LiveTiles (ASX: LVT) is leaving the ASX and shareholders are not amused

Nick Sundich Nick Sundich, August 2, 2022

LiveTiles (ASX: LVT) shareholders are scrambling for the exits after the company announced plans to delist. There had been media speculation that this would happen in light of the company’s lagging share price, even amidst the post-Corona Crash bull market. This morning, the company confirmed this news, outlined why it was leaving, but did not respond to speculation it would re-list elsewhere. 

 

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Who is LiveTiles? 

LiveTiles is an employee engagement software provider. It has offices in Australia, Europe and North America with Melbourne and New York being its two major hubs.  

It listed on the ASX in late 2015 through a reverse take-over that gave it a market capitalisation of $57m and a share price of 21c per share. It reached an all-time high in mid-2018 (of 68c per share), buoyed by new product launches and Annual Recurring Revenue (ARR) growth. But it has never seen those highs again and this morning it crashed more than 50%, to 2.8c a share, capitalising the company at $25.4m.  

 

LiveTiles

LiveTiles (ASX:LVT) share price chart (Graph: TradingView)

 

LiveTiles departing the ASX 

LiveTiles announced plans to delist the company, subject to shareholder approval at a general meeting in early September. It gave several reasons, including the low valuation ASX investors attribute to the company and the consequential inability to attract employees due to the minimal value of stock options.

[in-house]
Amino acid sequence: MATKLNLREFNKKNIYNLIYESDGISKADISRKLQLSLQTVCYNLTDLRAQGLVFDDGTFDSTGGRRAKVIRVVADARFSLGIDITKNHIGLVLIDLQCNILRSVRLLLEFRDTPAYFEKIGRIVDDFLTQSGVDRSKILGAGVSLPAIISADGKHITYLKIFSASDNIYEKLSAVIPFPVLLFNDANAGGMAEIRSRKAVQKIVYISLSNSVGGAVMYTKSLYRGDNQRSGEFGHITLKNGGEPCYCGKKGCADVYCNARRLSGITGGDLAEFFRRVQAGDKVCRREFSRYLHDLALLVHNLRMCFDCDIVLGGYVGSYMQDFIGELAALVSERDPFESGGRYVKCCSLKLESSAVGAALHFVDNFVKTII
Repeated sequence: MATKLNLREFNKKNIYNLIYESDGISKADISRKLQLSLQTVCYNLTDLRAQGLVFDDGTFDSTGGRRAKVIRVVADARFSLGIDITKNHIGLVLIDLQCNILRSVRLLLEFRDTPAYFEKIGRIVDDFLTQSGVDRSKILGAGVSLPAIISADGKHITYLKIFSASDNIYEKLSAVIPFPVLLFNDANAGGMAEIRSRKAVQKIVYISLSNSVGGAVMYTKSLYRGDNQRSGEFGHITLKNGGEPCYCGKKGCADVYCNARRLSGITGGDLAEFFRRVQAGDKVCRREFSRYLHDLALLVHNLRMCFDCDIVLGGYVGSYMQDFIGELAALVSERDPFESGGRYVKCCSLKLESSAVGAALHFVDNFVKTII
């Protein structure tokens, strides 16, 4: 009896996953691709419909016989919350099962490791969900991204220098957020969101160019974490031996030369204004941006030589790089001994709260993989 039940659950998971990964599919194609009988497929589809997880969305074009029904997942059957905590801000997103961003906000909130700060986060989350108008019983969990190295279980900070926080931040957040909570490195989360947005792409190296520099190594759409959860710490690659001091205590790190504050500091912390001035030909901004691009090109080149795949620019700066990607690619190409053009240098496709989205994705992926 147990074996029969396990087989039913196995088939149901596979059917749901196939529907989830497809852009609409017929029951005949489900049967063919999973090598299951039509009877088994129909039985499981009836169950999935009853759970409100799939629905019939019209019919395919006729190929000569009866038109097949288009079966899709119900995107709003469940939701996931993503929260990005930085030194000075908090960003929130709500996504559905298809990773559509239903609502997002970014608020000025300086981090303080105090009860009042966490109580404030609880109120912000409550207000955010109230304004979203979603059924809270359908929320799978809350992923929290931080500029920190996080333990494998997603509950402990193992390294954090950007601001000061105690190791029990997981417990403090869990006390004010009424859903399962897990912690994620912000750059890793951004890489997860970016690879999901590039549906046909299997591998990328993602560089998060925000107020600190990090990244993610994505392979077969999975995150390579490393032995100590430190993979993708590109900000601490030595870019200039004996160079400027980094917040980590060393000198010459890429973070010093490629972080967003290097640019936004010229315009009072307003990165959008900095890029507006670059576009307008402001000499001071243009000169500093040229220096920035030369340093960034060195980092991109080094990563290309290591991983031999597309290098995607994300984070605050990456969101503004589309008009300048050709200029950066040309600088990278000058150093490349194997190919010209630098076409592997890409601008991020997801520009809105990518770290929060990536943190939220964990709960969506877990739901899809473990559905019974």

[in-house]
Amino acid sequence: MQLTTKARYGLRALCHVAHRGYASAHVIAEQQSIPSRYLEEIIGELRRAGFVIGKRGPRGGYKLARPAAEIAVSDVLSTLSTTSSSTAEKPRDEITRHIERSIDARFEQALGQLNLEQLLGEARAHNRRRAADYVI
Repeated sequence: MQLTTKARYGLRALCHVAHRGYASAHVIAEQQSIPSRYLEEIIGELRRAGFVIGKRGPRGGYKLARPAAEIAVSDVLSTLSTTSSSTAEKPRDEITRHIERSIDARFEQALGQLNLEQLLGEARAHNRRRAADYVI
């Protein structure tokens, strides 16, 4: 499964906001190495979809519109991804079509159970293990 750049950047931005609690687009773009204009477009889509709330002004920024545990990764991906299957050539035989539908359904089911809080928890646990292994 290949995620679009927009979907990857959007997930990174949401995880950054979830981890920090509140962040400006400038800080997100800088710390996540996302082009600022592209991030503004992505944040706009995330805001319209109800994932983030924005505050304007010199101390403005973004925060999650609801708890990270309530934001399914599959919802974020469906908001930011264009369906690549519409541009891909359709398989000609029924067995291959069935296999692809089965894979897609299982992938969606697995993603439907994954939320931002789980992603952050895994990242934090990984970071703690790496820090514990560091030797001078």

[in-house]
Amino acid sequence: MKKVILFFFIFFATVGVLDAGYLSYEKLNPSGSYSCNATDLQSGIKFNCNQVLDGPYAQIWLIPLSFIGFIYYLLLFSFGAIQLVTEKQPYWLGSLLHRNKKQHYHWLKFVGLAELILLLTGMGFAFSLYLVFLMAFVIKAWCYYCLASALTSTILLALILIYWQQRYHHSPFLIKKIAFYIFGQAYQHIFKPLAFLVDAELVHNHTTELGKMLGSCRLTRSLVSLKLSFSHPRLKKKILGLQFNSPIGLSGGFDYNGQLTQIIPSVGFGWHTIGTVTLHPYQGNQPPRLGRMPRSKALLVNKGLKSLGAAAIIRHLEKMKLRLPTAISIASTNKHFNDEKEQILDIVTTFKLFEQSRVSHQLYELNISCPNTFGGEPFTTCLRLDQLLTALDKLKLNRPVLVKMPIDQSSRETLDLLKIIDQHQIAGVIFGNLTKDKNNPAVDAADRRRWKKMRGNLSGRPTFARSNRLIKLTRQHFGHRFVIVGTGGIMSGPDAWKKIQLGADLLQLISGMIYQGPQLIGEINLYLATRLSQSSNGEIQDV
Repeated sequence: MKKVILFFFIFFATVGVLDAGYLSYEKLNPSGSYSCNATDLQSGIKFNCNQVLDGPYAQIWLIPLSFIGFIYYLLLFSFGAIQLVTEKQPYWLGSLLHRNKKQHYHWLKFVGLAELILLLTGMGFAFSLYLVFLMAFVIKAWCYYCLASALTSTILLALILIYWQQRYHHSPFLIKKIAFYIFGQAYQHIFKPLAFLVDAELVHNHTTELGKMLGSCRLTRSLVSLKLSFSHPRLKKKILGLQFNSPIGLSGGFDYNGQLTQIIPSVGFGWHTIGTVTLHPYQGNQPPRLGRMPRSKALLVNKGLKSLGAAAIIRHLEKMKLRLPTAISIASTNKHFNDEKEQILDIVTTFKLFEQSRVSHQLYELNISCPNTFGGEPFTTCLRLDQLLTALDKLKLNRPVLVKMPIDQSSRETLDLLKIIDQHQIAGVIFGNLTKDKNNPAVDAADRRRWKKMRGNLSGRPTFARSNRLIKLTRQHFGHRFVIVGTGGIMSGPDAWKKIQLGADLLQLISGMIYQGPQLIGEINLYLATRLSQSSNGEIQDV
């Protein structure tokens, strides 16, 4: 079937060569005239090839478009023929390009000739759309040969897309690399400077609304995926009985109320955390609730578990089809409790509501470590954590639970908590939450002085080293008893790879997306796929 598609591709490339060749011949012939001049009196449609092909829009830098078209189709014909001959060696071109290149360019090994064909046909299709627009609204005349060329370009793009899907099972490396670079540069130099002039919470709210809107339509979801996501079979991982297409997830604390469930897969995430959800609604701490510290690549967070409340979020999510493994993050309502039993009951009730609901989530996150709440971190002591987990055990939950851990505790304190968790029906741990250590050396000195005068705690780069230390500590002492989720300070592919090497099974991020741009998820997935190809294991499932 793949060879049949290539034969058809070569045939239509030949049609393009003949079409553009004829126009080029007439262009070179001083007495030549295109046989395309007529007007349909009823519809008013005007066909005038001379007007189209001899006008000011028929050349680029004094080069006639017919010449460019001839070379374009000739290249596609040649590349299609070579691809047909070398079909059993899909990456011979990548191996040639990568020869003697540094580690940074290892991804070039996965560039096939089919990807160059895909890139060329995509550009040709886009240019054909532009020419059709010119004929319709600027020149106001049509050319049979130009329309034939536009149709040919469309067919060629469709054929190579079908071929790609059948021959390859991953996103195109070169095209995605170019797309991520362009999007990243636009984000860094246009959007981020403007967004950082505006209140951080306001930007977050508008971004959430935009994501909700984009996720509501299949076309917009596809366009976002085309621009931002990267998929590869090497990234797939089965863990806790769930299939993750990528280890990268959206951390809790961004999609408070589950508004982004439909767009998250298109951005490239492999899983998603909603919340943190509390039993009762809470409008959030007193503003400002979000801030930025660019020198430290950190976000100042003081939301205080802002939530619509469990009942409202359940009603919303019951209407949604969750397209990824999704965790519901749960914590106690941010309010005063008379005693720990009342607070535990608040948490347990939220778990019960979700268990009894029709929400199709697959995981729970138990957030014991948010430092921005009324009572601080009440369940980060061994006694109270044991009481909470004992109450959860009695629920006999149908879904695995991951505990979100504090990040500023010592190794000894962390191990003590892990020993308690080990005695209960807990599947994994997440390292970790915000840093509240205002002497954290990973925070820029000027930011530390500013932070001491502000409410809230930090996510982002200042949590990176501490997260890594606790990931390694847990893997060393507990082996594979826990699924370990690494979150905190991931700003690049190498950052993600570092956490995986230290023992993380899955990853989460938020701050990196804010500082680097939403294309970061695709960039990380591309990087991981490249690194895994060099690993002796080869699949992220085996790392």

Despite hints that shareholders would have the option of selling shares to the company, investors headed to the exit straight away. 

If delisted, shareholders in LiveTiles can only sell via off-market transactions. The positive for the company would be reduced reporting requirements, but this would mean far lower transparency for investors compared to measures in place as a listed company. 

 

What will happen next to LiveTiles?  

There has been media speculation that it would either look for a takeover or a listing on the NASDAQ. LiveTiles did not reveal anything in relation to either, both of which would be better than what is happening now – shareholders facing the choice to sell at a massive discount, or not being able to sell shares at all in a few months’ time.  

It is worth noting that the reduction in valuation of Tech companies in the private market is only just beginning. Just look at Canva, which saw its valuation lowered by 36% just recently by Blackbird Ventures. 

So, we’re not certain LiveTiles investors will be better off when the stock is out of the ASX limelight. 

 

 

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